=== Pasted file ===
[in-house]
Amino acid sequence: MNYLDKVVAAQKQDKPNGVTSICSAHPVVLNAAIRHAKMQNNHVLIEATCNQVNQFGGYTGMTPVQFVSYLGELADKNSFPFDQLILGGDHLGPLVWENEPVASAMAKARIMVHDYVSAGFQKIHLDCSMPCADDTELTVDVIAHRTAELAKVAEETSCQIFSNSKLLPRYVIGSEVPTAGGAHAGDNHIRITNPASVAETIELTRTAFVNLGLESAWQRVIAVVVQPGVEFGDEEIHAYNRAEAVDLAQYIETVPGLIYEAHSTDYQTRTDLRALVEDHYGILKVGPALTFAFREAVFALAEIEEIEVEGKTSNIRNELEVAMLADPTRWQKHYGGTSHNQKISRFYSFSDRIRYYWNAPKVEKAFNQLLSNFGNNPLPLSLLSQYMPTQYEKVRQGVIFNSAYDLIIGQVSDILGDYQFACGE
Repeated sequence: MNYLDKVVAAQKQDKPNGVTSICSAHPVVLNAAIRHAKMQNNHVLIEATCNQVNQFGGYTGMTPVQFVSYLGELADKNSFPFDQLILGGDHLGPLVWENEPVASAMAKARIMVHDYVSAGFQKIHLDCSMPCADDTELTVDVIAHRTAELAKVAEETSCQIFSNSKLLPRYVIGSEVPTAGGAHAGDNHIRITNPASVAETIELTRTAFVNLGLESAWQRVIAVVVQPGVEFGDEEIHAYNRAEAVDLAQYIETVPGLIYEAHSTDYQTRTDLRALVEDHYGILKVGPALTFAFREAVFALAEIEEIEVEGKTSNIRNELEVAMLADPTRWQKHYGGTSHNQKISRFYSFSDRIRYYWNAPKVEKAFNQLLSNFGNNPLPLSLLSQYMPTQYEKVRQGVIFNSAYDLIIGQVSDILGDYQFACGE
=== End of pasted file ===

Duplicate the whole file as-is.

[in-house]
Amino acid sequence: MNYLDKVVAAQKQDKPNGVTSICSAHPVVLNAAIRHAKMQNNHVLIEATCNQVNQFGGYTGMTPVQFVSYLGELADKNSFPFDQLILGGDHLGPLVWENEPVASAMAKARIMVHDYVSAGFQKIHLDCSMPCADDTELTVDVIAHRTAELAKVAEETSCQIFSNSKLLPRYVIGSEVPTAGGAHAGDNHIRITNPASVAETIELTRTAFVNLGLESAWQRVIAVVVQPGVEFGDEEIHAYNRAEAVDLAQYIETVPGLIYEAHSTDYQTRTDLRALVEDHYGILKVGPALTFAFREAVFALAEIEEIEVEGKTSNIRNELEVAMLADPTRWQKHYGGTSHNQKISRFYSFSDRIRYYWNAPKVEKAFNQLLSNFGNNPLPLSLLSQYMPTQYEKVRQGVIFNSAYDLIIGQVSDILGDYQFACGE
Repeated sequence: MNYLDKVVAAQKQDKPNGVTSICSAHPVVLNAAIRHAKMQNNHVLIEATCNQVNQFGGYTGMTPVQFVSYLGELADKNSFPFDQLILGGDHLGPLVWENEPVASAMAKARIMVHDYVSAGFQKIHLDCSMPCADDTELTVDVIAHRTAELAKVAEETSCQIFSNSKLLPRYVIGSEVPTAGGAHAGDNHIRITNPASVAETIELTRTAFVNLGLESAWQRVIAVVVQPGVEFGDEEIHAYNRAEAVDLAQYIETVPGLIYEAHSTDYQTRTDLRALVEDHYGILKVGPALTFAFREAVFALAEIEEIEVEGKTSNIRNELEVAMLADPTRWQKHYGGTSHNQKISRFYSFSDRIRYYWNAPKVEKAFNQLLSNFGNNPLPLSLLSQYMPTQYEKVRQGVIFNSAYDLIIGQVSDILGDYQFACGE